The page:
I’ll always remember the words of one of my professors from grad school. He said, “Here’s the thing about our people: If you can show it to them in the Bible, they can go there.” I’ve found this to be true and life giving. We always assume that there is more to learn. We assume scripture always has more to teach us. When I was growing up, I remember my Father telling me over and over again, “Don’t take my word for it,” when it came to matters of faith. I also remember him telling me that if I found that something he believed wasn’t right or true, I should move on. This is the prevalent attitude I have found in churches of Christ. Ideally, we try not to just believe a thing simply because it is the “Church of Christ” thing to believe. The question, “What do WE believe about that,” doesn’t really make sense in our context.

Each of our congregations is autonomous, and is ideally led by lay-leaders called “Elders” in partnership with a minister or ministry staff. There is no over-arching power structure to which we answer. There are pros and cons to this arrangement. On the one hand, it allows us the freedom to follow our consciences in the pursuit of truth, or, as a friend and mentor from another tradition once told me, “Churches of Christ are great, because you don’t have to turn the whole ship.”   On the other hand, I’m typing this post with the full knowledge that there will be some from churches of Christ who will feel quite strongly that what I have written is not representative of them at all.

Even so, I love these people. I love them like the quirky, complicated, wonderful family they are. They taught me to study scripture like it mattered…to try to speak where the Bible speaks, and to allow for difference, nuance, and ambiguity where the Bible is silent. They taught me to keep digging, to keep searching, to never be complacent or merely prop up the status quo. They gave me the space to grow. If any of that sounds appealing, maybe they could do the same for you.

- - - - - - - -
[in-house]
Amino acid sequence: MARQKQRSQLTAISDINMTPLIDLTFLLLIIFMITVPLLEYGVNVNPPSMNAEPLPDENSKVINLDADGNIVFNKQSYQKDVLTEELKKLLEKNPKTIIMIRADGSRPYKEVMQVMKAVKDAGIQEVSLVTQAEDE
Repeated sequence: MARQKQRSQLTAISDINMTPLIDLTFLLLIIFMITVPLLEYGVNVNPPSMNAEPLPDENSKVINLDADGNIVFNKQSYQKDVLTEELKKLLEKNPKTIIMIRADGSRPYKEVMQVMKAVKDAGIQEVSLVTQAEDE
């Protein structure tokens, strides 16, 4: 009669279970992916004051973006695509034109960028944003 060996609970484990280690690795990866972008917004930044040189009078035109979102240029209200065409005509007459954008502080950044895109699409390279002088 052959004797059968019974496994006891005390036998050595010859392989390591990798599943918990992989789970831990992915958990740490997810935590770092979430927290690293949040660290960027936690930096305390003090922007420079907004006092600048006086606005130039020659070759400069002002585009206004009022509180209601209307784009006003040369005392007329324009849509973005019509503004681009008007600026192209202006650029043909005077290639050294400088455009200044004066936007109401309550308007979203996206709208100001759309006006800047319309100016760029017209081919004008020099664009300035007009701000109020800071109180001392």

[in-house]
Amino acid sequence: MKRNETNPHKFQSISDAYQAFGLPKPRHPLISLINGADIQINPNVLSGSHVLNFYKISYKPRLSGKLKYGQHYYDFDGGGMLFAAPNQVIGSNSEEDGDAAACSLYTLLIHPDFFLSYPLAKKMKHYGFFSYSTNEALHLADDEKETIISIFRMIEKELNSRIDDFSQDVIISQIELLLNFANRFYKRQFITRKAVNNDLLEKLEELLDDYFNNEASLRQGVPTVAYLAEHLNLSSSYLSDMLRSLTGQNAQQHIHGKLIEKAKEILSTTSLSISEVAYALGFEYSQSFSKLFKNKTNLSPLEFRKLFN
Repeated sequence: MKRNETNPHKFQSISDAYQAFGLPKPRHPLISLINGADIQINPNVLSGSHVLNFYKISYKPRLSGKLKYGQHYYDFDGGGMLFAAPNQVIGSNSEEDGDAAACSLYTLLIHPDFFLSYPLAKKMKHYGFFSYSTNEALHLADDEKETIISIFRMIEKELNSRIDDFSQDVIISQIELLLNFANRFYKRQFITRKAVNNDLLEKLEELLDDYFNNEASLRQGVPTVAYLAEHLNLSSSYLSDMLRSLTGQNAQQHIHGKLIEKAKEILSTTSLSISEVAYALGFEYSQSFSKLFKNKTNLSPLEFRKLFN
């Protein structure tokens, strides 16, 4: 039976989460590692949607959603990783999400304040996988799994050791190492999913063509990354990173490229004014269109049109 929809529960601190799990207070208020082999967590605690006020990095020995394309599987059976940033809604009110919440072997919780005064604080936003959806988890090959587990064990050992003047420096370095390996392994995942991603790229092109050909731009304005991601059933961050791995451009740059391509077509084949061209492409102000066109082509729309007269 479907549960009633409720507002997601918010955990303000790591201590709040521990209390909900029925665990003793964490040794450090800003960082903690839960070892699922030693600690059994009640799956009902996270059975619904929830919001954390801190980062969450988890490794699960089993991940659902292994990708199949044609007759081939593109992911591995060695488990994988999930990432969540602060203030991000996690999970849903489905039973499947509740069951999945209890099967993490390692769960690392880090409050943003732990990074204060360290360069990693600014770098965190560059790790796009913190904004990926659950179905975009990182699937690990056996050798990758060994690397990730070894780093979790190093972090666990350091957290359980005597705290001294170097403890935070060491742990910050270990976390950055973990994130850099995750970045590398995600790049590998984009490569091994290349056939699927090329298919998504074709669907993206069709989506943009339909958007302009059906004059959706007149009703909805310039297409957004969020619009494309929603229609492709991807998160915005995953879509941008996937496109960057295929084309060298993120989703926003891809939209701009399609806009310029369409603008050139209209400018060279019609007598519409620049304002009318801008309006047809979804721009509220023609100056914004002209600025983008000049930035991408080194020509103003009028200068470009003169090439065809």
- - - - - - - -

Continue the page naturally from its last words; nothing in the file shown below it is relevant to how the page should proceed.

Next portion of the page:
About Today’s Guest Blogger

AEAdam Ellis is the husband of Dana and the father of Emma & Chloe. He has a Masters Degree in Theological Studies from David Lipscomb University, and he worked for over a decade in youth ministry in various congregations across the south eastern United States. For the past 6 years he has been employed as the preaching minister for a congregation in South Carolina, and he’s been working on the side as an adjunct university Bible instructor. Frankly, he’s kind of a geek about theology and pop-culture, but his wife and daughters love him, so he’s ok with it.

 

About Denomination Derby

This series invites ministers or ministry volunteers with seminary training to share what they love about their denominations so that readers will have a greater awareness of and appreciation for the good things happening throughout the church.

We have several writers lined up to write about their respective denominations, but nominations for guest bloggers or requests for a particular denomination are welcome.

Subscribe to my RSS email list to make sure you get the posts each Friday as they go live.

 

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Denomination Derby: Why You Should Join the Vineyard Movement

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Today’s guest post for Denomination Derby is by Amanda Nash of the Columbus Vineyard. If you’re ever in Columbus, OH, it’s referred to as, “The Big Vineyard.”

 

I didn’t grow up in the Vineyard. I came in to the movement as a college student and a new Christian looking for a place to grow and serve with my fresh faith. I had no idea that the first church I visited would become such a major part of my history for the last 17 years. In fact, I was a slow “convert” to the Vineyard. I went through a very critical process where I explored whether this was truly the place I wanted to call my church home.

I am immensely glad that I did make that decision. Over time, I have found so many things that I love about the Vineyard. Though I know that we are far from perfect, the more I am a part of it I simply love the heart of our movement. Here are four reasons why I love the Vineyard, out of the many I could list: